Thumbs Down to Insubordination on Facebook

Written by Robert G. Brody and Abby M. Warren on December 30, 2014

Over the last several years, we have been bombarded with cases from the National Labor Relations Board (“Board”) featuring employees bashing their employers on social media where the Board determined the speech was protected under the National Labor Relations Act (“Act”).  As many employers know, where the employees’ speech is protected, the employer cannot take disciplinary action.  In a refreshing divergence from this pattern, the Board recently decided two employees’ otherwise protected posts about their employer on Facebook crossed the line and lost the Act’s protection. Generally, under the Act, employees have the right to discuss the terms and conditions of their employment (including complaining about how bad their supervisor is) and employers cannot take disciplinary action against them.  However, this right has a limit and where the conduct or communication is particularly bad, it may lose the protection of the Act.  In making this determination, the question is whether the speech or conduct is “so egregious as to take it outside the protection of the Act, or of such a character as to render the employee[s] unfit for further service.”

In this recent case, two employees working at a Teen Center at an afterschool program at a high school were particularly disgruntled stemming from a staff meeting.  At the meeting, the employer had asked employees to list the pros and cons of working at the Center.  The employees felt that once they submitted these evaluations to management, anonymously, that their employer began giving them the “cold shoulder.”  The next year, both employees were sent rehire offers but one was offered a job at a lower position.

The employees took to Facebook and had a lengthy conversation voicing their disgust with management and the administrative personnel.  The conversation largely focused on the upcoming year where the employees laid plans to disregard management and the administrative personnel as well as school rules and procedures.  An Administrative Law Judge (“ALJ”) quickly found this conversation lost protection because it laid out specific plans for insubordination; the Board affirmed the decision.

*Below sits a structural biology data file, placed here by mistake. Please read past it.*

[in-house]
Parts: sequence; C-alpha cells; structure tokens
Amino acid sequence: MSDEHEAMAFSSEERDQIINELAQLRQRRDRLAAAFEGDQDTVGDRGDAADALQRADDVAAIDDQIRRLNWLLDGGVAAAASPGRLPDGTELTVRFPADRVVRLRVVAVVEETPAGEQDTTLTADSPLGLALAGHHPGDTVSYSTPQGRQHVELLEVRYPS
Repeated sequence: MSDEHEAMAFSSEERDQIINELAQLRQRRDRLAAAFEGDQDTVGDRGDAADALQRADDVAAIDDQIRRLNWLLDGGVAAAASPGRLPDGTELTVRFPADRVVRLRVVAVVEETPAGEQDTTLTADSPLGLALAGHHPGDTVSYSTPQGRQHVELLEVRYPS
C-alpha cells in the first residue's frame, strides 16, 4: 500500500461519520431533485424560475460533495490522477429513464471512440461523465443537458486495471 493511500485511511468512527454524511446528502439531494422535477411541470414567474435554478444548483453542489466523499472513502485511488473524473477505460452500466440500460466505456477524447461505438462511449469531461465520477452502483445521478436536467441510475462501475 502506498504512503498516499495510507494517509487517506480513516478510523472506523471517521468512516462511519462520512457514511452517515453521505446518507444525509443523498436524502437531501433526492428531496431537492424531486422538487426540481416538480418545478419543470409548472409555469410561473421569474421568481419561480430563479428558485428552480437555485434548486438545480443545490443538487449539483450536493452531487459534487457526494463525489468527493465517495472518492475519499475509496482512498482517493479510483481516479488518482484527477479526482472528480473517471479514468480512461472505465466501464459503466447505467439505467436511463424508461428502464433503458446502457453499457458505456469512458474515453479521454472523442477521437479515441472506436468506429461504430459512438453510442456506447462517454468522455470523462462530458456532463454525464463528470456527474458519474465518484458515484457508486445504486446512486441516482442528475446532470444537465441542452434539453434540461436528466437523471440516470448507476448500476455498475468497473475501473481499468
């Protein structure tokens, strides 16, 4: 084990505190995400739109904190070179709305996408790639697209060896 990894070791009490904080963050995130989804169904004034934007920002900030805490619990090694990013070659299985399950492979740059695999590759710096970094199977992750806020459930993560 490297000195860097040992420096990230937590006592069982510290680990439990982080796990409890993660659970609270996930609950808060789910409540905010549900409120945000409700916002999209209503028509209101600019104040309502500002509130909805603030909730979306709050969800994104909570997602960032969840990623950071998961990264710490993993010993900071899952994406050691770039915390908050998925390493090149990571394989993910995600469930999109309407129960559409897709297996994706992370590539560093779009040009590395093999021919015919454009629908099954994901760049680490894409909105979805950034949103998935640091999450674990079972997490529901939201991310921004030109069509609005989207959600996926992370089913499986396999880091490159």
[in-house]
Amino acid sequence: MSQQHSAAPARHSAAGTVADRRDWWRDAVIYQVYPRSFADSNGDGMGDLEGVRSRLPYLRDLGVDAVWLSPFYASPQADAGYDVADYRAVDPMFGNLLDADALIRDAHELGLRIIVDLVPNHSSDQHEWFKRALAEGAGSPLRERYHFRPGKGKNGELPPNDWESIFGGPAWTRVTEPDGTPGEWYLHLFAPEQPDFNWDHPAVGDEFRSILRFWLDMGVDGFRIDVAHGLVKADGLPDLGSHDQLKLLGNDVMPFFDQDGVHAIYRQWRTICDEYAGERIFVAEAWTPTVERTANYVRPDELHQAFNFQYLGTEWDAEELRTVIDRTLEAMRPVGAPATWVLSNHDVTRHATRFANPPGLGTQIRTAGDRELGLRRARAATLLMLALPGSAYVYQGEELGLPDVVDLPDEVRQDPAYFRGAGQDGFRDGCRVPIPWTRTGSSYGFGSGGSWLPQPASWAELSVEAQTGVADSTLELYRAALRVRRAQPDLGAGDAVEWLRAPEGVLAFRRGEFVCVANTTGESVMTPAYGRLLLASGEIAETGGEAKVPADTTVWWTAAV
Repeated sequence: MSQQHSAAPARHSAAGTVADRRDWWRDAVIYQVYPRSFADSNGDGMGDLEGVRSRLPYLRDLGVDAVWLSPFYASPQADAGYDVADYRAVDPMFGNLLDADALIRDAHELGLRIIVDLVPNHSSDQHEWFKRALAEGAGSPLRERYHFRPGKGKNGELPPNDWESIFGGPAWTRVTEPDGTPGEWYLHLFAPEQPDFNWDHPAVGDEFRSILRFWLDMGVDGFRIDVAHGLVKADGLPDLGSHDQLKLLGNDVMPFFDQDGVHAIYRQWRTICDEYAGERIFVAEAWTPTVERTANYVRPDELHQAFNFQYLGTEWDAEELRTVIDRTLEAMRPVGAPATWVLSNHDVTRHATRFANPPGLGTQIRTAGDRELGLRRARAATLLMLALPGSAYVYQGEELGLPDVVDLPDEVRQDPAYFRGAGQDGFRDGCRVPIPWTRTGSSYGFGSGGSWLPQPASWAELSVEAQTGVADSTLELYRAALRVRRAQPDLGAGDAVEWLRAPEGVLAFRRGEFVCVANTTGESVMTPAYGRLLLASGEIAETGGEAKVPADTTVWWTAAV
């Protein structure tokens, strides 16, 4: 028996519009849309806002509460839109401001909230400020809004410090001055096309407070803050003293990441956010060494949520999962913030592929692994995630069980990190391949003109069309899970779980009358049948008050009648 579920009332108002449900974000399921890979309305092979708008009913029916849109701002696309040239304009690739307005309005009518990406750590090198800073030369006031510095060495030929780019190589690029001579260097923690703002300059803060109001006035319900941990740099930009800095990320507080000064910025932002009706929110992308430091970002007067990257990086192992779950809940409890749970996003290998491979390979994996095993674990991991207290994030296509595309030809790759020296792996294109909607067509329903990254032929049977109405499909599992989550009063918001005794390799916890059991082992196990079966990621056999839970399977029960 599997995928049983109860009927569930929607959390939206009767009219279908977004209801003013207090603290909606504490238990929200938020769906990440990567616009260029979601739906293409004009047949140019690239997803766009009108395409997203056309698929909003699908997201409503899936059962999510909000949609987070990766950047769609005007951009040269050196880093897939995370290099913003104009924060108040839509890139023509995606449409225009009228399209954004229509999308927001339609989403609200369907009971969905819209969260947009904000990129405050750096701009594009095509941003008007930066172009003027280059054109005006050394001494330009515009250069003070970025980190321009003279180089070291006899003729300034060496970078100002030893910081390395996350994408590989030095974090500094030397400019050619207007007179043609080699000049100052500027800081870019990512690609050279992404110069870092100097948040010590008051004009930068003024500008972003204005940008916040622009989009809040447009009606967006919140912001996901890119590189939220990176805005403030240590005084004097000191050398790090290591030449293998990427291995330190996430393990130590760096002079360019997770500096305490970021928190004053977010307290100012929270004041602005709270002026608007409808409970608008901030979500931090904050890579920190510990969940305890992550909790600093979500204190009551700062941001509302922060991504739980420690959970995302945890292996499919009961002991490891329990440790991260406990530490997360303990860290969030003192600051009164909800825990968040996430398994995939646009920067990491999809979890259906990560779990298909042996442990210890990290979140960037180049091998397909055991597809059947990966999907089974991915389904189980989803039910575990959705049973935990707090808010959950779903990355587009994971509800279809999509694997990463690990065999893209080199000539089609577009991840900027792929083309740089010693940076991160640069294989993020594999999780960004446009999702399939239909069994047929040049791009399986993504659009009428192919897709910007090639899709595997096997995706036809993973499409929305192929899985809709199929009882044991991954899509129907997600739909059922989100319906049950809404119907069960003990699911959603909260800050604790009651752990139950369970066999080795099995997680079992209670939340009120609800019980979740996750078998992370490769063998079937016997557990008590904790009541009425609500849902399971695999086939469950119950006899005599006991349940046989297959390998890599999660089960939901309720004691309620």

The Board parsed through the conversation and cited examples of insubordination including “refusing to obtain permission as required by the Respondent’s policies before organizing youth activities (“ordering shit, having crazy events at the [Teen Center] all the time. I don’t want to ask permission”; “Let’s do some cool shit, and let them figure out the money”; “field trips all the time to wherever the fuck we want!”), disregarding the specific school-district rules (“play music loud”; “teach the kids how to graffiti up the walls”), undermining leadership (“we’ll take advantage”; “I would hate to be the person takin your old job”), neglecting their job duties (“I aint gobe never be there”), and jeopardizing the future of the [Teen Center] (“they start loosn kids i aint helpn”; “Let’s fuck it up”).”

The Board held the magnitude and detail of the insubordinate acts referenced in the conversation gave the employer reasonable concern that these two employees would act on their plans, a risk a reasonable employer could refuse to take.  Although the Board’s decision focused entirely on insubordination, the ALJ’s decision also mentioned that because the Teen Center receives funding from the government and private donors, the comments jeopardized the program’s funding and the safety of the youth it serves.

Although this case is certainly a win for employers and gives much-needed guidance on what kinds of comments lose protection, this result is not typical in these kinds of cases. The employees’ lengthy discussion and specific examples of the insubordination in which the employees planned to engage made for great facts.  Cases usually do not have such strong facts.  Another problem is that the Board does not decide that conduct is egregious lightly and in fact gives employees tremendous leeway in this regard.  The Board has always acknowledged that “employees are permitted some leeway for impulsive behavior when engaged in concerted activity, as the language of the shop is not the language of polite society.”  Therefore, one specific example of insubordination or even a few may not result in the conversation losing the protection of the Act.

Employers should be very leery of relying on this case where their facts are not as strong and should consult legal counsel before discharging employees based on their posts on social media.

Brody and Associates regularly advises its clients on union-related matters and provides union-free training.  If we can be of assistance in this area, please contact us at info@brodyandassociates.com or 203.965.0560.

THIS ARTICLE WAS FIRST PUBLISHED ON THE LAW.COM CONTRIBUTOR NETWORK ON DECEMBER 30, 2014.

About the Authors

Robert G. Brody is the founding member of Brody and Associates, LLC. He has been quoted and published in national publications and appears as a guest T.V. commentator on contemporary Labor and Employment issues. Learn More

Abby M. Warren is an Associate with Brody and Associates, LLC. She works on both Labor and Employment Law matters. Abby worked at the New Haven Superior Court. Learn More